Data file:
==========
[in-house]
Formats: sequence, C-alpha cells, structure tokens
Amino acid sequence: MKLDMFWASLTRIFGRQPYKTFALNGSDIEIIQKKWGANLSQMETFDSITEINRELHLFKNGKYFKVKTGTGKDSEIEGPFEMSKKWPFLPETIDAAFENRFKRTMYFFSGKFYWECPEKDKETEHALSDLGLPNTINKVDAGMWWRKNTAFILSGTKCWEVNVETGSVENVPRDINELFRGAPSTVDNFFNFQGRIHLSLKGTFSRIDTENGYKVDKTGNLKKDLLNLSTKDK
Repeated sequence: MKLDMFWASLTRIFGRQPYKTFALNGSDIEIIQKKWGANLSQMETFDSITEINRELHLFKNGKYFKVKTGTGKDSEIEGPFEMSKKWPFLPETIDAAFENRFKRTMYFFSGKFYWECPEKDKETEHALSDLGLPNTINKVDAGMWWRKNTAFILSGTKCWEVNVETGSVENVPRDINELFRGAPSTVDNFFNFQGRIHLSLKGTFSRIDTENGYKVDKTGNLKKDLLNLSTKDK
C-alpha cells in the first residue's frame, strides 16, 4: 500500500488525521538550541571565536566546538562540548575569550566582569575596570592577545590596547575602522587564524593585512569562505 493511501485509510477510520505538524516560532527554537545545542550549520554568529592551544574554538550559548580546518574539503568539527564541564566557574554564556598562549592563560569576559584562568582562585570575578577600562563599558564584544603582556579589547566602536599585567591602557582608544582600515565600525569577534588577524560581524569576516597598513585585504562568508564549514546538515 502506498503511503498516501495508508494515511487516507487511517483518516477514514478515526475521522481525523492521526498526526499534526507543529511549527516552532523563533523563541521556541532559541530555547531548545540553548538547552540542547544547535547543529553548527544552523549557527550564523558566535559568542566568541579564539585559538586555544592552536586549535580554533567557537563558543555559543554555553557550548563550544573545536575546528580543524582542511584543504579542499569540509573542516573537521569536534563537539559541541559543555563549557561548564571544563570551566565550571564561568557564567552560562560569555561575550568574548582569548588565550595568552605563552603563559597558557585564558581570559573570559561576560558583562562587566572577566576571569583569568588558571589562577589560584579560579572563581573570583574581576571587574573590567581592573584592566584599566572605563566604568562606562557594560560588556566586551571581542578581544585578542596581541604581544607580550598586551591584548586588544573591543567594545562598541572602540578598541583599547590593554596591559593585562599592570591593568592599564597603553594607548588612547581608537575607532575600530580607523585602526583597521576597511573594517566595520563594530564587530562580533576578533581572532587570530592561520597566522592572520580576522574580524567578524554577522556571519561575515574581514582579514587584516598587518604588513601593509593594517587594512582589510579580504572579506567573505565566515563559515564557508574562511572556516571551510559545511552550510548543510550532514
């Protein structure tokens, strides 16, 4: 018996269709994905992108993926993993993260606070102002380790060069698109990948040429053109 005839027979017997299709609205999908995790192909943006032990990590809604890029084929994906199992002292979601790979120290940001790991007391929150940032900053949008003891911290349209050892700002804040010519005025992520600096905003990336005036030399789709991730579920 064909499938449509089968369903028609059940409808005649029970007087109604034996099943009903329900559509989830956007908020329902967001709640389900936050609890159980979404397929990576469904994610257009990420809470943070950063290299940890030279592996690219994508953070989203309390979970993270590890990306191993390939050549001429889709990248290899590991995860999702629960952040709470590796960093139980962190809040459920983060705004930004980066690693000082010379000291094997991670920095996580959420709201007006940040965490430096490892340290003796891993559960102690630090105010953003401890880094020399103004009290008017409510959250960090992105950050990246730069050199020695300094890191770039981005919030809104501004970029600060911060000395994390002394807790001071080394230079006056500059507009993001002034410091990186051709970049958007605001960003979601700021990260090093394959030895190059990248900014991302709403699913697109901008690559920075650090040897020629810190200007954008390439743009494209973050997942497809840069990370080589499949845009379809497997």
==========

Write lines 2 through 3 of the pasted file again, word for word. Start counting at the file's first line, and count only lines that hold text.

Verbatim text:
Formats: sequence, C-alpha cells, structure tokens
Amino acid sequence: MKLDMFWASLTRIFGRQPYKTFALNGSDIEIIQKKWGANLSQMETFDSITEINRELHLFKNGKYFKVKTGTGKDSEIEGPFEMSKKWPFLPETIDAAFENRFKRTMYFFSGKFYWECPEKDKETEHALSDLGLPNTINKVDAGMWWRKNTAFILSGTKCWEVNVETGSVENVPRDINELFRGAPSTVDNFFNFQGRIHLSLKGTFSRIDTENGYKVDKTGNLKKDLLNLSTKDK